Wednesday, January 3, 2007

Munich


Grim and Deadly Tale of Revenge

“He who fights with monsters might take care lest he thereby become a monster.” --Friedrich Nietzsche

It was a dark day in history when a Palestinian terrorist group known as Black September caused the death of 11 Israeli athletes and one German police officer during the 1972 Olympics games held in Munich, Germany. Even darker days followed when the Israeli response was to send a covert death squad to terminate 11 people who had a hand in the planning of the Munich tragedy. Steven Spielberg’s Munich details this story, which is one of murder, despair, paranoia and the selling of one’s soul for the supposed greater good. It’s his bleakest film yet, and contains no easy answers, but plenty of sad questions.

Following the massacre at Munich, the Israeli government commissions Avner Kauffman (Eric Bana) to lead a team of experts into Europe to assassinate a group of Palestinian targets. Avner struggles at the thought of leaving his pregnant wife Daphna (Ayelet Zurer), but is dedicated to his people and accepts. Funded by his contact Ephraim (Geoffrey Rush), Avner buys the information necessary to locate his targets, then promptly executes them. Things get complicated when worse replacements fill the shoes of the dead, more terrorism erupts, his team is targeted, and Avner begins to question if he is any better than those he is killing. Is peace really the end that justifies these means?

Munich is Spielberg’s latest attempt to match the intensity and transcedence of his two best films, Schindler’s List and Saving Private Ryan (which all the advertising references). While it does have the tension necessary to elevate it above the celluloid it’s shot on, it lacks the heart and chemistry of those two previous films, which prevents it from being as great as it could have been.

Eric Bana (Hulk) is a good actor, but he seems to be holding back here. His portrayal of Avner is at the center of this film--it’s Avner’s story. Unfortunately, it’s hard to be close to him as a character, and easier to stand back and just watch instead of becoming intimately involved. The same could be said of the rest of Avner’s team--all good actors, but there is a cap on the chemistry they are supposed to have, which leaves the viewer detached and merely observatory.

What does work very well is the story, which is compelling and tragic. These men are supposed to be committing heroic acts for the homeland, but all the death seems only to serve the cankering of their souls. At one point bomb-maker Robert (Mathieu Kassovitz) laments, “I’m a Jew, I’m supposed to be righteous!” It’s one of the great questions the movie presents: can you really defeat terrorism by becoming terrorists?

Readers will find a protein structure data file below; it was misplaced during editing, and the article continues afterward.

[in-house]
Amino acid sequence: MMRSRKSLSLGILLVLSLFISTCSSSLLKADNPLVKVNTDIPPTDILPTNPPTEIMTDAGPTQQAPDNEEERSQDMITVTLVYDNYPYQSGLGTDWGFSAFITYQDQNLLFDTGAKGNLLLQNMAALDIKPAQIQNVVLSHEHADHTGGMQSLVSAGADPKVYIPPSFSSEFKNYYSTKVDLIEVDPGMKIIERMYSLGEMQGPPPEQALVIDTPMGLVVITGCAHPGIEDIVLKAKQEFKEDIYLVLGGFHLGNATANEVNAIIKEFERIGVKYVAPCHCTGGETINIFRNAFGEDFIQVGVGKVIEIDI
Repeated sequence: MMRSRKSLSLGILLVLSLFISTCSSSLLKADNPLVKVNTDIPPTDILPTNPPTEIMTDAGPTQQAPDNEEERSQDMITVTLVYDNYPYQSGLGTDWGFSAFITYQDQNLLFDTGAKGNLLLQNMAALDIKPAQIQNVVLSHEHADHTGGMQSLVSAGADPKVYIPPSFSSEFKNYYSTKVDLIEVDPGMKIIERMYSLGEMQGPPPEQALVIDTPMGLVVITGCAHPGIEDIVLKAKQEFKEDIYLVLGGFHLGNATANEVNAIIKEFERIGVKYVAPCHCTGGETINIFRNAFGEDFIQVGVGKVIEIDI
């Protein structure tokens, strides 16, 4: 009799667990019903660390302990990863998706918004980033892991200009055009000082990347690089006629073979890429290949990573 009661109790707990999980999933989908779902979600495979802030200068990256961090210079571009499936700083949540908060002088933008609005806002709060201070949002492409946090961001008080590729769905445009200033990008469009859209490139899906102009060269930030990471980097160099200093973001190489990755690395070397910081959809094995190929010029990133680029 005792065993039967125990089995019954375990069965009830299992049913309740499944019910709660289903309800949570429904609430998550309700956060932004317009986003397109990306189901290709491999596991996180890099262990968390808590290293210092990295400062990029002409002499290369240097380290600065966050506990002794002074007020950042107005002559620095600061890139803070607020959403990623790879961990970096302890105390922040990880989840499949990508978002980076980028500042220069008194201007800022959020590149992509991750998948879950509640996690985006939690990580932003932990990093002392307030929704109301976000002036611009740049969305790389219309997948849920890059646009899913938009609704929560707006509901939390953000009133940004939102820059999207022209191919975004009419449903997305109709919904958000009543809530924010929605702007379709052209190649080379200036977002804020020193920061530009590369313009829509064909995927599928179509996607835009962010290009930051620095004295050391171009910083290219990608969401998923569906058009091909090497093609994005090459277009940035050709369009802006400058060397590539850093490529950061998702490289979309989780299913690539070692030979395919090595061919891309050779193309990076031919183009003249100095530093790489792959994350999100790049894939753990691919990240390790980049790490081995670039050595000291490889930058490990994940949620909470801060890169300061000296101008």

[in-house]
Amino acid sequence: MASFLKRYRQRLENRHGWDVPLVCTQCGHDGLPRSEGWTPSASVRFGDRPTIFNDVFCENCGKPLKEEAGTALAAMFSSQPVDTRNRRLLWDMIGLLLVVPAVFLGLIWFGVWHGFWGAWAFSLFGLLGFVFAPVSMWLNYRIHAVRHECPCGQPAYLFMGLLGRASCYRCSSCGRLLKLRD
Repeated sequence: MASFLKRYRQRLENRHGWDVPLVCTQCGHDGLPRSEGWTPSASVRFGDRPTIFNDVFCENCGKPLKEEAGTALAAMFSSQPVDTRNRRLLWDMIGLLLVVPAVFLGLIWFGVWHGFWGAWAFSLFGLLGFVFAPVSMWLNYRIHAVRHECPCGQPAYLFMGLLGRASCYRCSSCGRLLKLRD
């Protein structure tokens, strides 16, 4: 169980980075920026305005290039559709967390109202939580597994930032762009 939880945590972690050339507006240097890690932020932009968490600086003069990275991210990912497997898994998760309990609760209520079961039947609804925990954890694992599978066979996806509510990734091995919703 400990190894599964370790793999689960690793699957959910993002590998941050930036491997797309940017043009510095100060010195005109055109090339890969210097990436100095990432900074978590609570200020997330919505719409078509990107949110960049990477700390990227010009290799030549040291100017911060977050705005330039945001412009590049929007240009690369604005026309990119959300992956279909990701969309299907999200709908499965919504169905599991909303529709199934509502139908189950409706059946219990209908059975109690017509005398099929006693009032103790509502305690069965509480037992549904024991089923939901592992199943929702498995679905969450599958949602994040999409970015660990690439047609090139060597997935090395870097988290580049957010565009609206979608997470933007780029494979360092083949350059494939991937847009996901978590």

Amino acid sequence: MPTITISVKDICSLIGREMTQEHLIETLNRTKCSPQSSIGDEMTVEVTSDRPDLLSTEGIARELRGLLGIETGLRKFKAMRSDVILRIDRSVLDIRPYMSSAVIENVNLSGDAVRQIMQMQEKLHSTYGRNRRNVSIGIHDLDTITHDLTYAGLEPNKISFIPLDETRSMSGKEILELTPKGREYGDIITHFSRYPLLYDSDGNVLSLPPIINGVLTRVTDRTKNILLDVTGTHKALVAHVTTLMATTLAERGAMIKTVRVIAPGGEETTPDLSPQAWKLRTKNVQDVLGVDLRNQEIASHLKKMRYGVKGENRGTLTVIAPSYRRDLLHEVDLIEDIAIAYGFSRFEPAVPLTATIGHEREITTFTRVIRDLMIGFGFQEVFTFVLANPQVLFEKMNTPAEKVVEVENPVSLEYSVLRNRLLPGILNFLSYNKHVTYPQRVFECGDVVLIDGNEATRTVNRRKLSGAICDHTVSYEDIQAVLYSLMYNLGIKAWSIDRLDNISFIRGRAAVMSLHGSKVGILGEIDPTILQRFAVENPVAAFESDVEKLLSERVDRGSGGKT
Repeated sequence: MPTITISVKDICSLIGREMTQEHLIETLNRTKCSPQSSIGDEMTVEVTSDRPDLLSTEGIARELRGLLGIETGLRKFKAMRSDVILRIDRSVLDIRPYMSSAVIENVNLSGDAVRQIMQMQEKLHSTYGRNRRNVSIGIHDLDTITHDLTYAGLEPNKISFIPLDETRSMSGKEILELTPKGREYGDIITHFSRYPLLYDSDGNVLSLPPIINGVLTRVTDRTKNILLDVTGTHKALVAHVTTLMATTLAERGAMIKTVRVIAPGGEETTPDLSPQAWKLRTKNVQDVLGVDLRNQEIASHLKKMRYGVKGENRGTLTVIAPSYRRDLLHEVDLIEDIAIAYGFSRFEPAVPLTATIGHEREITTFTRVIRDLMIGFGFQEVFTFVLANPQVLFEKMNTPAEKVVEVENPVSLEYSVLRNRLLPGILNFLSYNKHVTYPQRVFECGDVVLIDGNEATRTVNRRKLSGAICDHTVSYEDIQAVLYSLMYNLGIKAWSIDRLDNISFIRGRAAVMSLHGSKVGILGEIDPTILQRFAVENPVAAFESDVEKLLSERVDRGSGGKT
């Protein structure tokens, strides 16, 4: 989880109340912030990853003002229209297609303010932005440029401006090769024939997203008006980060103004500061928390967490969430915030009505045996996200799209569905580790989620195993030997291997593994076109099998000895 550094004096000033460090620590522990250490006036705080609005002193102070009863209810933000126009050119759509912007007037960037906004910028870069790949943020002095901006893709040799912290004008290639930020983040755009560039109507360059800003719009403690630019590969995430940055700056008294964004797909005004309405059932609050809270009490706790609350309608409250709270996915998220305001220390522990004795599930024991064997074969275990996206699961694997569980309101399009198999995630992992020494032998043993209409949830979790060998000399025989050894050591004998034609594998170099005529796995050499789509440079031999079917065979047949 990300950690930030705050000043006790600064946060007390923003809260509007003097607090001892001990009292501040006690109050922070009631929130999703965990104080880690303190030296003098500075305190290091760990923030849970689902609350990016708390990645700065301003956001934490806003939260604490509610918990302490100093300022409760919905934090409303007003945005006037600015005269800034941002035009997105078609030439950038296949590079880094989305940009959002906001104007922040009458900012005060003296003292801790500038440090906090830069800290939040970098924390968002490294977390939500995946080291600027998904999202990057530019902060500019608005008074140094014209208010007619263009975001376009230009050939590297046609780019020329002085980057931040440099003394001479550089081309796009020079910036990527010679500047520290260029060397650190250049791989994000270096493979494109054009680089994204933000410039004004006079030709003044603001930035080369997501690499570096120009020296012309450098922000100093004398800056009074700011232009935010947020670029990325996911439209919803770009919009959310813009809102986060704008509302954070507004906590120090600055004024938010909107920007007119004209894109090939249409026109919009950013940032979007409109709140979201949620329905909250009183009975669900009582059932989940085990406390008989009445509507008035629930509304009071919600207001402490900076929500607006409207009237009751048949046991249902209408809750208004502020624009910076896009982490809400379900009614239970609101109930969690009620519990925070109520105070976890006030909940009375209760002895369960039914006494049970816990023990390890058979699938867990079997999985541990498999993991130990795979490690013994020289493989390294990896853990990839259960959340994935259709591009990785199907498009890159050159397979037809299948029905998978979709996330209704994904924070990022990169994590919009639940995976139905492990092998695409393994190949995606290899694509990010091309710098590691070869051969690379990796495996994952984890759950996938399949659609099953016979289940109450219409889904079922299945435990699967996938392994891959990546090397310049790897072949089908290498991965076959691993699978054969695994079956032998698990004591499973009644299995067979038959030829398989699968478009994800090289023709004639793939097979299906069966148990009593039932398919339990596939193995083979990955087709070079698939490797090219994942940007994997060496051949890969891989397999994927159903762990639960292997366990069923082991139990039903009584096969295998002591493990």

Another excellent aspect of Munich (and one Spielberg is in a lot of trouble for) is the balance of politics it presents. The Palestinians are not portrayed as one-dimensional animals, but as real people with just as much at stake as the Israelis. In one scene, Avner meets his target on a balcony and they make friendly chat just before Avner gives the signal (somewhat reluctantly), to blow the guy to smithereens. In another, Avner converses with a Palestinian militant (who doesn’t know Avner is Jewish), and they have a real dialogue about the holy war they are both involved in. While I am totally appalled with their methods, this film has brought me to a better understanding of Israeli and Palestinian motives. This is pretty remarkable coming from Spielberg, who obviously put the integrity of his script before his religious convictions.

Like Shindler’s and Ryan, Munich is a brutal film. Murder is a messy business, and we see lots of blood and gore up close. What’s even more disturbing is the link Spielberg creates between sex and death. This happens several times, and is punctuated near the end of the film, when Spielberg cross-cuts between Avner’s violent lovemaking and a flashback of Munich’s bullet-ridden conclusion. It’s an unpleasant connection, but solidifies the “orgy of violence” that went on and continues to do so.

Unlike the two aforementioned classics, there is no measure of hope or satisfaction at the end of this film, only pessimism. What has all this death achieved? History says not much, and so does Munich. It’s a savage, gloomy tale that while flawed, teaches that violence begets violence and little else.

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